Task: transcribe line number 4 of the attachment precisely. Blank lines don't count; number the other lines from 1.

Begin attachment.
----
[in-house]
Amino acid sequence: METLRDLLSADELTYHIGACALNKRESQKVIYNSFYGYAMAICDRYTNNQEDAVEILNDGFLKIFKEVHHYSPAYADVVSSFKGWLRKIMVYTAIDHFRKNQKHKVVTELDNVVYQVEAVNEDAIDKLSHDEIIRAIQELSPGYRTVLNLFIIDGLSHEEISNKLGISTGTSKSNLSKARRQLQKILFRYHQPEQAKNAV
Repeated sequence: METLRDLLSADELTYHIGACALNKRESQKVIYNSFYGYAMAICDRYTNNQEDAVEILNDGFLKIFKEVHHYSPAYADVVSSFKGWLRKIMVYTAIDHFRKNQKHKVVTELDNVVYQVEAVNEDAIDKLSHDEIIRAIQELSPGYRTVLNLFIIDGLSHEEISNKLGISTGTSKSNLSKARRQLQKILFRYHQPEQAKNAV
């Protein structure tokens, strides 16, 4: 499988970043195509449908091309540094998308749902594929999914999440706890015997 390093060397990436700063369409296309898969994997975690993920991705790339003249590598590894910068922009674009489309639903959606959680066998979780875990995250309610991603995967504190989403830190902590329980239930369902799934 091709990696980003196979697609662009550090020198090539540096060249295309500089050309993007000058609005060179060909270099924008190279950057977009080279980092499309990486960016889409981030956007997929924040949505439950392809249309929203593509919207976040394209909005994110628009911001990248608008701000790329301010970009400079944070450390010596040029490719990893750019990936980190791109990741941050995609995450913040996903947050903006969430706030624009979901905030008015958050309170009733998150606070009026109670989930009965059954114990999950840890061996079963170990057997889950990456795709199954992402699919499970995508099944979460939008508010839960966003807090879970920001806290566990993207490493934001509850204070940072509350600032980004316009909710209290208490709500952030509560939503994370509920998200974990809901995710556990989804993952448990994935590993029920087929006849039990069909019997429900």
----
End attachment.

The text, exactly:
């Protein structure tokens, strides 16, 4: 499988970043195509449908091309540094998308749902594929999914999440706890015997 390093060397990436700063369409296309898969994997975690993920991705790339003249590598590894910068922009674009489309639903959606959680066998979780875990995250309610991603995967504190989403830190902590329980239930369902799934 091709990696980003196979697609662009550090020198090539540096060249295309500089050309993007000058609005060179060909270099924008190279950057977009080279980092499309990486960016889409981030956007997929924040949505439950392809249309929203593509919207976040394209909005994110628009911001990248608008701000790329301010970009400079944070450390010596040029490719990893750019990936980190791109990741941050995609995450913040996903947050903006969430706030624009979901905030008015958050309170009733998150606070009026109670989930009965059954114990999950840890061996079963170990057997889950990456795709199954992402699919499970995508099944979460939008508010839960966003807090879970920001806290566990993207490493934001509850204070940072509350600032980004316009909710209290208490709500952030509560939503994370509920998200974990809901995710556990989804993952448990994935590993029920087929006849039990069909019997429900």